Image: Stephen Depolo/Flickr. Rights: CC 2.0.
The freedom of ordinary people to look after each other is fundamental to values of decency and fairness.
Whistleblowing is a vital part of this and whether it is hospital workers raising the alarm over unsafe care, care home staff reporting abuse of older people, financial sector staff flagging up fraud or tech workers speaking out about stolen elections, the function of whistleblowing is to uphold the common good and to protect other people’s rights.
Powerful organisations sometimes suppress whistleblowers, quite brutally. In the UK the law which is supposed to protect workers who whistleblow, the Public Interest Disclosure Act 1998 (PIDA), does not actually protect.
PIDA only allows whistleblowers to sue employers for compensation after they have been seriously harmed, for example if they are unfairly dismissed. Compensation is not guaranteed and is not usually enough to reflect loss of livelihood and blacklisting. Neither does it make up for the trauma that many whistleblowers and their families experience.
PIDA does not even ensure that whistleblowers’ concerns are properly investigated. It does not hold the individuals who cover up and victimise whistleblowers to account. PIDA cases are hard to win because of the way the law is structured and because employers usually outgun whistleblowers in court. This particularly happens in the public sector where taxpayers pick up very large legal bills for cases that are in fact fought against their interests.
Far from being protected, whistleblowers are in reality vulnerable to mistreatment by overbearing employers.
The weakness of UK whistleblowing law allows those who speak up in the public interest to be legally mobbed and robbed. Too many end up with broken health and insecure futures.
There is no meaningful deterrence against this. Professor David Lewis of Middlesex University who led the research for the Freedom To Speak Up Review on NHS whistleblowing comments:
"A major problem in relation to reprisals being taken against UK whistleblowers is that retaliators can simply pay compensation in order to get out of trouble. In some countries this matter is taken more seriously and retaliation is treated as criminal offence. While I would not anticipate that many people would be prosecuted if criminal sanctions were introduced in the UK, the possibility might deter some inappropriate behaviour and would send out a positive message about the importance of whistleblowing in a democratic society".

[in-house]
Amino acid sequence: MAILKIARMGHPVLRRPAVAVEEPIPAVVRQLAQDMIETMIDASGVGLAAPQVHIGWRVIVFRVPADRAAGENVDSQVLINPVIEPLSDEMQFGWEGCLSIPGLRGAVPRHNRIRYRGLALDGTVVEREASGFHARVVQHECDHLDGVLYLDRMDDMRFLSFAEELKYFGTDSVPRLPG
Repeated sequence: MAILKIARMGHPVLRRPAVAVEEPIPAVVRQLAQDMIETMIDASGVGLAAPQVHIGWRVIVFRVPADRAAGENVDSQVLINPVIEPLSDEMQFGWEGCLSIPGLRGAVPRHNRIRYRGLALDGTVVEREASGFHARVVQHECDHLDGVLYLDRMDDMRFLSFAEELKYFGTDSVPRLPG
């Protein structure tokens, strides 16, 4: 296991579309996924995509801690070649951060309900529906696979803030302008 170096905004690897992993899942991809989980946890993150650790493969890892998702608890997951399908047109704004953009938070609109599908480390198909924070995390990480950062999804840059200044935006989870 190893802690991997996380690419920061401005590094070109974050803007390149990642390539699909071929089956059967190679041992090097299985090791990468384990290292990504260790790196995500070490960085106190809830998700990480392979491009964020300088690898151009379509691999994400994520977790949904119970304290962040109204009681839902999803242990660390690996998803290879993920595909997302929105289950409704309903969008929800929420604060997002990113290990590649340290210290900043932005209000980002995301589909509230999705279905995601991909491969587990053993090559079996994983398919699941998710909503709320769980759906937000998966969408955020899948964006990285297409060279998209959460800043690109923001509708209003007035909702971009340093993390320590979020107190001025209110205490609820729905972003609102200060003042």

We and other whistleblowers across all sectors believe that PIDA should be replaced.
We have negotiated an event sponsored by the NHS National Freedom To Speak Up Guardian , to be held this coming 19 October, which will present expert legal evidence on the need to reform UK whistleblowing law reform.
Ministers and the Law Commission, which has responsibility for reviewing inefficient and flawed law, will be invited.
Eminent specialist speakers on whistleblowing law, Professor David Lewis of Middlesex University, Dr Ashley Savage of Liverpool University and Employment Law and Whistleblowing Specialist Lauren Kierans
Barrister, will discuss a range of issues, including the need for meaningful penalties for whistleblower reprisal, the need for pro-active (or ‘pre-detriment’) protection starting from the point that workers whistleblow, and the need to compel the proper investigation of whistleblowers’ concerns.
To support the case for law reform, and to inform this event, we will shortly invite whistleblowers from all sectors with experience of using PIDA to submit written evidence. All such first-hand accounts will be very valuable in driving improvements.
Any whistleblowers who want to register interest in the project and to be kept informed about the forthcoming call for evidence can contact us here.
Some outline information for whistleblowers about the project can be found here.
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